Before the vote, House Democratic Leader Nancy Pelosi said the legislation included “permanent tax relief for the middle class,” and urged lawmakers to provide bipartisan support as the Senate did.
The bill would prevent an expiration of extended unemployment benefits for an estimated two million jobless, renew tax breaks for businesses and renewable energy purposes, block a 27 percent cut in fees for doctors who treat elderly Medicare patients, stop a $900 pay increase for lawmakers from taking effect in March and head off a threatened spike in milk prices.
The bill would also raise the top tax rate on large estates to 40 percent, from 35 percent, and taxes on capital gains and dividends over $400,000 for individuals and $450,000 for couples would be taxed at 20 percent, up from 15 percent.
It would stop $24 billion in spending cuts set to take effect over the next two months, although only about half of that total would be offset with spending reductions elsewhere in the budget.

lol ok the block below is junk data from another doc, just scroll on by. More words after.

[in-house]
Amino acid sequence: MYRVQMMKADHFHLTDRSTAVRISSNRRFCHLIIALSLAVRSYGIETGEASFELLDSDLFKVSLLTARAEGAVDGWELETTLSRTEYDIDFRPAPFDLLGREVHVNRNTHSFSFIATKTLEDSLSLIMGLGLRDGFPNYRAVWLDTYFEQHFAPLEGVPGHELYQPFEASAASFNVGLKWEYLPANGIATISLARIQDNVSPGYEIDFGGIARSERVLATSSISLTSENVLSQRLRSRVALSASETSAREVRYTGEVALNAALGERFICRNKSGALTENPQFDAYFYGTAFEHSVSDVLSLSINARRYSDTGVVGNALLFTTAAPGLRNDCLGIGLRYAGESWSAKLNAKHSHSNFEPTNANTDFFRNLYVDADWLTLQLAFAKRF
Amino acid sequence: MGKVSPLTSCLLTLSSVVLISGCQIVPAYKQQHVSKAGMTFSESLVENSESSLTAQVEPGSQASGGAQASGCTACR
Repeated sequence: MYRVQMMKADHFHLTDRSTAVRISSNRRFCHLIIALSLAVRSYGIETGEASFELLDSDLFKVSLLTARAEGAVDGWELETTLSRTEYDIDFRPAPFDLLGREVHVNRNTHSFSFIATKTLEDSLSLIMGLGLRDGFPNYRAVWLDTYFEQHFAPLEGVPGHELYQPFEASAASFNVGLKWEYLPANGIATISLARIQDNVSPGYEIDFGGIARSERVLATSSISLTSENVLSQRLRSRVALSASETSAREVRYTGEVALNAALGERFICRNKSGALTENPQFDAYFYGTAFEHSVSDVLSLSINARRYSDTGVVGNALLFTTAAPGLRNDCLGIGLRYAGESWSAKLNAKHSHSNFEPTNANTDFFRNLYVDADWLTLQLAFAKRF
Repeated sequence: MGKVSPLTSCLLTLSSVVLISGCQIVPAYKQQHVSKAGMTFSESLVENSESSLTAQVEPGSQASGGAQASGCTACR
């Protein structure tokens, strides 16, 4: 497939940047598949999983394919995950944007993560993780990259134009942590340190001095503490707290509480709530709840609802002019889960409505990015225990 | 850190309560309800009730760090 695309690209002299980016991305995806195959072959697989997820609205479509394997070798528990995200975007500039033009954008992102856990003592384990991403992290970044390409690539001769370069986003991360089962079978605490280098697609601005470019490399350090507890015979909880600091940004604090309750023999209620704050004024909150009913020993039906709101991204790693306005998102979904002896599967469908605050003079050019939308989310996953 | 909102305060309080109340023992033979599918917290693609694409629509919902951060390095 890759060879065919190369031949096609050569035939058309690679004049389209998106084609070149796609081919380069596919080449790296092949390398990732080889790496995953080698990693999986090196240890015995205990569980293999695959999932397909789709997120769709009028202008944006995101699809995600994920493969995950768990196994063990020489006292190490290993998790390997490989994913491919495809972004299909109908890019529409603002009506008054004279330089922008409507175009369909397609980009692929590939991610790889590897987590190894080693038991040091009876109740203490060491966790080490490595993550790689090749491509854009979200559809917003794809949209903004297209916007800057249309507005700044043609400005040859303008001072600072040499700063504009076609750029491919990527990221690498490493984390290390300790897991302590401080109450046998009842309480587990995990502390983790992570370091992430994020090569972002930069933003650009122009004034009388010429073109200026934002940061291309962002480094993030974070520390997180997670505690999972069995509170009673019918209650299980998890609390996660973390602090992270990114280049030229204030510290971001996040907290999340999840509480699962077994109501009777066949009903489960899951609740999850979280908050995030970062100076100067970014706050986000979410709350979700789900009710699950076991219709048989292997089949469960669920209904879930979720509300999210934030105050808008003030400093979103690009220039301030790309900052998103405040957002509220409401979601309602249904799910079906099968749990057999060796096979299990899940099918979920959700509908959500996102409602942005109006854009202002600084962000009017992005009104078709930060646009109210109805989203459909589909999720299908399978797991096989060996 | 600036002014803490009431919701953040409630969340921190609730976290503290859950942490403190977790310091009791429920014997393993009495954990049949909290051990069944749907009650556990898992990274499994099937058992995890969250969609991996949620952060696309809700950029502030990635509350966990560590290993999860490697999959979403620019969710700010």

Even with enactment of the legislation, taxes are on the rise for millions.
A 2 percentage point temporary cut in the Social Security payroll tax, originally enacted two years ago to stimulate the economy, expired with the end of 2012. Neither Obama nor Republicans made a significant effort to extend it.
The fiscal cliff measure had cleared the Senate on a lopsided pre-dawn New Year’s vote of 89-8, and House Republicans spent much of the day struggling to escape a political corner they found themselves in.
“I personally hate it,” Rep. John Campbell of California, said of the measure, giving voice to the concern of many Republicans that it did little or nothing to cut spending.